Although danaparoid is often referred to as a low molecular weight (LMW) "heparinoid" (implying that it has heparin-like activity), there are substantial differences in the chemistry, pharmacology, and pharmacokinetics between danaparoid and both unfractionated heparin (UFH) and low molecular weight heparin (LMWH).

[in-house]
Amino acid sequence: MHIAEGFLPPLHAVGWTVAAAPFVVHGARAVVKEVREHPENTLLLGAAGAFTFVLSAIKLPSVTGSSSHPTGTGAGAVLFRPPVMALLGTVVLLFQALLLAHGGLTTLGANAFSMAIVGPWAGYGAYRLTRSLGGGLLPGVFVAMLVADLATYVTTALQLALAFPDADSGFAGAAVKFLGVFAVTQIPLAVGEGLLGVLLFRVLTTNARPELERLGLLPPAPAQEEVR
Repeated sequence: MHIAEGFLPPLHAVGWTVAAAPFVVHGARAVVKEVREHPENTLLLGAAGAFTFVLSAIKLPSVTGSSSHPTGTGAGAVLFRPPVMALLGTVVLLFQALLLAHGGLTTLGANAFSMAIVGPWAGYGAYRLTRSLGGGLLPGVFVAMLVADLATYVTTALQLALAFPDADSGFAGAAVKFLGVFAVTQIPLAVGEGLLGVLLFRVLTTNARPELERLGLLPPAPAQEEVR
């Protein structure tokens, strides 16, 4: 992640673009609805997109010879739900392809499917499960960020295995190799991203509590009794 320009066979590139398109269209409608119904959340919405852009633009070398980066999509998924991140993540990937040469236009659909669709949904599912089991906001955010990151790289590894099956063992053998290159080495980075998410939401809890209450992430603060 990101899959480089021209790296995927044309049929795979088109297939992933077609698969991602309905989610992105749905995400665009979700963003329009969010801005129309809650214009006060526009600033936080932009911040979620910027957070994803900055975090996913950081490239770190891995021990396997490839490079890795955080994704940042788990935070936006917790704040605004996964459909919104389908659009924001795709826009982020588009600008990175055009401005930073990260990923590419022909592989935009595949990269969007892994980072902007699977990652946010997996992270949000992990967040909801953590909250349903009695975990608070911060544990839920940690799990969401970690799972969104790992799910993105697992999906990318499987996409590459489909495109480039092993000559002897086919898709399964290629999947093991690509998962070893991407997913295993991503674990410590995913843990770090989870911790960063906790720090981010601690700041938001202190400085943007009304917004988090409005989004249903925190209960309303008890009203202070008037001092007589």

Danaparoid consists of a mixture of LMW glycosaminoglycans (GAGs): heparan sulfate (84%), dermatan sulfate (12%), and chondroitin sulfate (4%) (Meuleman, 1992). A small proportion of the heparan sulfate molecules have high affinity for antithrombin (AT) (Meuleman, 1992; Ofosu, 1992). Danaparoid has an average molecular mass of approximately 6000 Da. It does not contain heparin or heparin fragments, and differs in chemical composition from heparin in that the repeating disaccharide subunits in heparan sulfate, its principal constituent, are predominantly glucuronic acid and N-acetyl-glucosamine, whereas in heparin, they are mostly iduronic acid and glucosamine-N-sulfate (Gordon et al., 1990) (Fig. 1). Compared with LMWH, this difference in chemistry plus a lower degree of sulfation and a lower charge density play an important role in the lack of binding of danaparoid to plasma proteins and platelets and are particularly relevant for its pharmacological profile (Casu, 1991).

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